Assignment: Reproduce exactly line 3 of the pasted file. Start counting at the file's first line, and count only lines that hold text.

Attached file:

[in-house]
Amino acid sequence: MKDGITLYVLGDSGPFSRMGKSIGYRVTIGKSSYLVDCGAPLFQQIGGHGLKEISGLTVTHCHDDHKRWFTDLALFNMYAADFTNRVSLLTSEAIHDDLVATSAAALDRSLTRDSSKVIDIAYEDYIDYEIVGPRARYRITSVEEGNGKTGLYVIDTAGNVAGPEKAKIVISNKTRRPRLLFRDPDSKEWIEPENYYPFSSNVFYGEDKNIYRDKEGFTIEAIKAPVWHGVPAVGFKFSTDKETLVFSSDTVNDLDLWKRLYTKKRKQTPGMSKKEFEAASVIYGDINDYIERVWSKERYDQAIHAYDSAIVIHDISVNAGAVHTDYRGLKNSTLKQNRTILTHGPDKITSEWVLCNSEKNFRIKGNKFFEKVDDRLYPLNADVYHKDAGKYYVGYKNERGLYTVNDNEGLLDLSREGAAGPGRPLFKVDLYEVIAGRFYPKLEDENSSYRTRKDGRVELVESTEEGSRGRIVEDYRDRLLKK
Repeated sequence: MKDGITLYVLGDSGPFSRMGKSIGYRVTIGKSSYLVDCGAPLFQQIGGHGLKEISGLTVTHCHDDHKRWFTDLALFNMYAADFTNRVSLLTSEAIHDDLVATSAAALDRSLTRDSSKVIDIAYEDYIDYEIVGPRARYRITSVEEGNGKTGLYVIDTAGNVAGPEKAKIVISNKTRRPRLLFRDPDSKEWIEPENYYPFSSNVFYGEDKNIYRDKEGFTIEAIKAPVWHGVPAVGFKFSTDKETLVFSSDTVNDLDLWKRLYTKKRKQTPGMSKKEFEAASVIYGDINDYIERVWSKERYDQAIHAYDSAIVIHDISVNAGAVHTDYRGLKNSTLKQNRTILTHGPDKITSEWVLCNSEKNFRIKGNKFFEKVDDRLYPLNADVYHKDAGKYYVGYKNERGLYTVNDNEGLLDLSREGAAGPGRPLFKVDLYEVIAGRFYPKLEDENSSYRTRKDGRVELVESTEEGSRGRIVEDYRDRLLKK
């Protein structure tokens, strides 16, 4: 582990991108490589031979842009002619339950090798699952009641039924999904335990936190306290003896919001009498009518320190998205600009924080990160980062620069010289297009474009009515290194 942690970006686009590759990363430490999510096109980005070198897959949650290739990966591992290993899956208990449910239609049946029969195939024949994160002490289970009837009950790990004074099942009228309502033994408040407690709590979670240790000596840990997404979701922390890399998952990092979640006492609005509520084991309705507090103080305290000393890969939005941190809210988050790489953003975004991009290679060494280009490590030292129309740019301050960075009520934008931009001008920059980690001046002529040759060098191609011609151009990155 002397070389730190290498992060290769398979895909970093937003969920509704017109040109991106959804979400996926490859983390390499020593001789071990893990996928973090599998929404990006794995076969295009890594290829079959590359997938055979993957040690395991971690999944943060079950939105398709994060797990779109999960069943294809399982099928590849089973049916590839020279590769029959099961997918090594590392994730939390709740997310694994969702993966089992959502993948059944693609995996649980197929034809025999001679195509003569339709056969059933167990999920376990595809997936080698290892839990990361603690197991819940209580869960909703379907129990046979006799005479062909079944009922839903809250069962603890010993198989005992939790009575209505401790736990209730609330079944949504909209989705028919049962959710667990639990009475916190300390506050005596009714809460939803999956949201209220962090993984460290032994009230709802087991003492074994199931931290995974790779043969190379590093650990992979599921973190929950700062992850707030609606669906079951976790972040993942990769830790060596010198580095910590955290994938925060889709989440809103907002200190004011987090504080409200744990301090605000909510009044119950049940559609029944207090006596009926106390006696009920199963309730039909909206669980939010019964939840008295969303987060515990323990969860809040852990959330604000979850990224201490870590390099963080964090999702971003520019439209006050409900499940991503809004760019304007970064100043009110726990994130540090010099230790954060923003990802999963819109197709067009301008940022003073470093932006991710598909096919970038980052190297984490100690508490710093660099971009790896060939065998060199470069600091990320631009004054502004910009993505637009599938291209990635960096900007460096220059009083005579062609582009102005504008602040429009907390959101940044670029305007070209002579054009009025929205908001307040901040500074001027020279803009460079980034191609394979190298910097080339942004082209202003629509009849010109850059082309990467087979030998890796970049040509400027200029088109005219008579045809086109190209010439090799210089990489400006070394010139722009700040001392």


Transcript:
Repeated sequence: MKDGITLYVLGDSGPFSRMGKSIGYRVTIGKSSYLVDCGAPLFQQIGGHGLKEISGLTVTHCHDDHKRWFTDLALFNMYAADFTNRVSLLTSEAIHDDLVATSAAALDRSLTRDSSKVIDIAYEDYIDYEIVGPRARYRITSVEEGNGKTGLYVIDTAGNVAGPEKAKIVISNKTRRPRLLFRDPDSKEWIEPENYYPFSSNVFYGEDKNIYRDKEGFTIEAIKAPVWHGVPAVGFKFSTDKETLVFSSDTVNDLDLWKRLYTKKRKQTPGMSKKEFEAASVIYGDINDYIERVWSKERYDQAIHAYDSAIVIHDISVNAGAVHTDYRGLKNSTLKQNRTILTHGPDKITSEWVLCNSEKNFRIKGNKFFEKVDDRLYPLNADVYHKDAGKYYVGYKNERGLYTVNDNEGLLDLSREGAAGPGRPLFKVDLYEVIAGRFYPKLEDENSSYRTRKDGRVELVESTEEGSRGRIVEDYRDRLLKK